Tag Archives: Human brain

Great science reads: Does “brain porn” fail the test?

“Brain porn” is a term given to the simplistic (and reductionist) thinking that leads to attempts to use neuroscience (especially brain-scanning technologies) to explain the way the human brain works. This recent suite of articles discusses neuroscience, neuroscientists and the complexity involved in describing the human brain.

1. Let’s kick things off with a swift kick to the idea that neuroscience can explain nearly everything, including voting for the Republicans (Quart’s example in this first article) and even playing poker (as Blum mentions in article 5 below).

Neuroscience: under attack by Alissa Quart at The New York Times

2. This piece runs through some of the issues around drawing too many conclusions from brain imaging. I will paste a quotation from this article below because it is relevant to article number three in this selection:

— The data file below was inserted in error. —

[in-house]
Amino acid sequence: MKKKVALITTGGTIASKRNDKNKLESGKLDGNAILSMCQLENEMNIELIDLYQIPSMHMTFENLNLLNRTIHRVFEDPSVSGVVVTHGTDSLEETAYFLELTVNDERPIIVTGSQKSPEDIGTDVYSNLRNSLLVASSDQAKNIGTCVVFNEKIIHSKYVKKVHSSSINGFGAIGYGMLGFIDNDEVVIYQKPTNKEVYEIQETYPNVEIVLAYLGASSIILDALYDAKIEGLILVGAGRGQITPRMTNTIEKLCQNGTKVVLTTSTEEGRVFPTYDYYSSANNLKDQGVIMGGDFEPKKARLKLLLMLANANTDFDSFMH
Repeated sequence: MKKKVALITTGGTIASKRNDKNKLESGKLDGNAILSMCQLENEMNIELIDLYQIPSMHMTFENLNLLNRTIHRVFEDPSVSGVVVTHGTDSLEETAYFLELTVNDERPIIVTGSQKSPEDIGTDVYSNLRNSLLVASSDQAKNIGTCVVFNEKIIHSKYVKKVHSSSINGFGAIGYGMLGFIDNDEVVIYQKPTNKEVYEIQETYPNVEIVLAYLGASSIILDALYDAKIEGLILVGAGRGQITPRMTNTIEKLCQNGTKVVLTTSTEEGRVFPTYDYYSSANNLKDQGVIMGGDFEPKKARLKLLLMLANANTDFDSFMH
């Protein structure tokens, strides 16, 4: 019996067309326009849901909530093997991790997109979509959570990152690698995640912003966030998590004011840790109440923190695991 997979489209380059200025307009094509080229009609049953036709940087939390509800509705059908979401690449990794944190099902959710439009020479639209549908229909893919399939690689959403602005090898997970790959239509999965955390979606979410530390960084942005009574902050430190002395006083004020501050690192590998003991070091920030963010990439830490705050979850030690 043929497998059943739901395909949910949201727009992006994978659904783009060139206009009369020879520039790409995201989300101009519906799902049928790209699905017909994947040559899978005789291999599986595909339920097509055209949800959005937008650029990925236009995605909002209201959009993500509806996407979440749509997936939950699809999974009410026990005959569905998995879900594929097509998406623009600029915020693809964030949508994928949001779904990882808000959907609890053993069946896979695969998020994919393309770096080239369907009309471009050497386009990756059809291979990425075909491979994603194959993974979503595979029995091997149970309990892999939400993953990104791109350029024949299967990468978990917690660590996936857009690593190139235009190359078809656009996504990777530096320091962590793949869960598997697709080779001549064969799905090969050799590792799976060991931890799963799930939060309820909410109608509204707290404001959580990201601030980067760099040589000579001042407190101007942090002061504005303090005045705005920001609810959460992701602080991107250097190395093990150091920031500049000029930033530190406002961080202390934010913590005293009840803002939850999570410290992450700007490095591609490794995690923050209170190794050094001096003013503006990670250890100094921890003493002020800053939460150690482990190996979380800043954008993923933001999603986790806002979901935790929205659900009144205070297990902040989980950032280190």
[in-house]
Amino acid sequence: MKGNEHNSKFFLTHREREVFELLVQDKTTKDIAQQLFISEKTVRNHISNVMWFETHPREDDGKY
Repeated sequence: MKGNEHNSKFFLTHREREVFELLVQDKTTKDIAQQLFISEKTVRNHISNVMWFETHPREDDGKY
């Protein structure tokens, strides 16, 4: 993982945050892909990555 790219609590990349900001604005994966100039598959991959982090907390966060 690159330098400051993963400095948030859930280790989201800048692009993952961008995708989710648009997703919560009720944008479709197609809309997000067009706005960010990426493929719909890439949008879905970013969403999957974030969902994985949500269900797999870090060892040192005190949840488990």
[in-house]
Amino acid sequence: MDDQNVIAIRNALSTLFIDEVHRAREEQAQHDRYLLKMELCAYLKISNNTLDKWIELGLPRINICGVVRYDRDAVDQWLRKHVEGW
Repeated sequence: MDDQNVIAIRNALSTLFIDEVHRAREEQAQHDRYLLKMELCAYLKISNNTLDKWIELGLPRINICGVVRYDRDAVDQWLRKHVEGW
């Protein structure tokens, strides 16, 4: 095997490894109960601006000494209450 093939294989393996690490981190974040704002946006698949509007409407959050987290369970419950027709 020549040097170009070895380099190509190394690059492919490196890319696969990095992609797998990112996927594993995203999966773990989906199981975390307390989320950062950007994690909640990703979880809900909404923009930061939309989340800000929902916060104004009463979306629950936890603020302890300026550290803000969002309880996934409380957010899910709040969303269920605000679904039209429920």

“Scientists are also still struggling to construct theories about how arrays of individual neurons relate complex behaviors, even in principle. Neuroscience has yet find its Newton, let alone its Einstein.”

Neuroscience fiction by Gary Marcus at The New Yorker

3. This article picks up on the theme of a neuroscience equivalent for Newton.

Does Neuroscience need a Newton? by Scicurious at Scientific American blogs

4. If you want a great run-down of some neuroscience history along with the Newton-like nominees for neuroscience, read this piece.

Nominees for the Newton of neuroscience by Zen Faulkes at NeuroDojo

5. As you can tell from the title of this piece, we finish with a journalistic angle to the “brain porn” debate.

Winter of discontent: Is the hot affair between neuroscience and science journalism cooling down? by Deborah Blum at Knight Science Journalism at MIT